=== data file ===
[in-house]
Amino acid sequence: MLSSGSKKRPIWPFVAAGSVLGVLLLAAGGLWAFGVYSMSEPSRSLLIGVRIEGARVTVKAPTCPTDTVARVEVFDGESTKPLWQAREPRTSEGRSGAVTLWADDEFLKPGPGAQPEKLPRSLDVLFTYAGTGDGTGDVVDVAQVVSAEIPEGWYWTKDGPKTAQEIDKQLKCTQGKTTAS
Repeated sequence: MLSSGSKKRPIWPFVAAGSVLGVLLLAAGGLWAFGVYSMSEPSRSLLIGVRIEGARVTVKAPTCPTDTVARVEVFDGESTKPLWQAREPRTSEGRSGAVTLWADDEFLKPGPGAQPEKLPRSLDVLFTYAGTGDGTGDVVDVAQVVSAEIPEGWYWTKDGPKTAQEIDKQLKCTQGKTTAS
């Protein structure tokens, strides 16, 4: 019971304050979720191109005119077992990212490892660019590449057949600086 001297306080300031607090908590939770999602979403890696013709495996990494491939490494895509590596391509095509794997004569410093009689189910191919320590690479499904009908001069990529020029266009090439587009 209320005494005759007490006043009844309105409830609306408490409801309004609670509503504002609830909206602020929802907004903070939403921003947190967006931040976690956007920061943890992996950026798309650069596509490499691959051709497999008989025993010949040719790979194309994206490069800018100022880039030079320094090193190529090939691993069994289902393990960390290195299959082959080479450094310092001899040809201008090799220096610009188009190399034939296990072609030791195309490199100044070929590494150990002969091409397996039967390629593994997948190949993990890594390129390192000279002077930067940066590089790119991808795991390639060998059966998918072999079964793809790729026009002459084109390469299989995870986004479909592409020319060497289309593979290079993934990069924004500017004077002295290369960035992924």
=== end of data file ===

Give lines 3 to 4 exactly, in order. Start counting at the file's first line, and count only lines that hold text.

Repeated sequence: MLSSGSKKRPIWPFVAAGSVLGVLLLAAGGLWAFGVYSMSEPSRSLLIGVRIEGARVTVKAPTCPTDTVARVEVFDGESTKPLWQAREPRTSEGRSGAVTLWADDEFLKPGPGAQPEKLPRSLDVLFTYAGTGDGTGDVVDVAQVVSAEIPEGWYWTKDGPKTAQEIDKQLKCTQGKTTAS
């Protein structure tokens, strides 16, 4: 019971304050979720191109005119077992990212490892660019590449057949600086 001297306080300031607090908590939770999602979403890696013709495996990494491939490494895509590596391509095509794997004569410093009689189910191919320590690479499904009908001069990529020029266009090439587009 209320005494005759007490006043009844309105409830609306408490409801309004609670509503504002609830909206602020929802907004903070939403921003947190967006931040976690956007920061943890992996950026798309650069596509490499691959051709497999008989025993010949040719790979194309994206490069800018100022880039030079320094090193190529090939691993069994289902393990960390290195299959082959080479450094310092001899040809201008090799220096610009188009190399034939296990072609030791195309490199100044070929590494150990002969091409397996039967390629593994997948190949993990890594390129390192000279002077930067940066590089790119991808795991390639060998059966998918072999079964793809790729026009002459084109390469299989995870986004479909592409020319060497289309593979290079993934990069924004500017004077002295290369960035992924």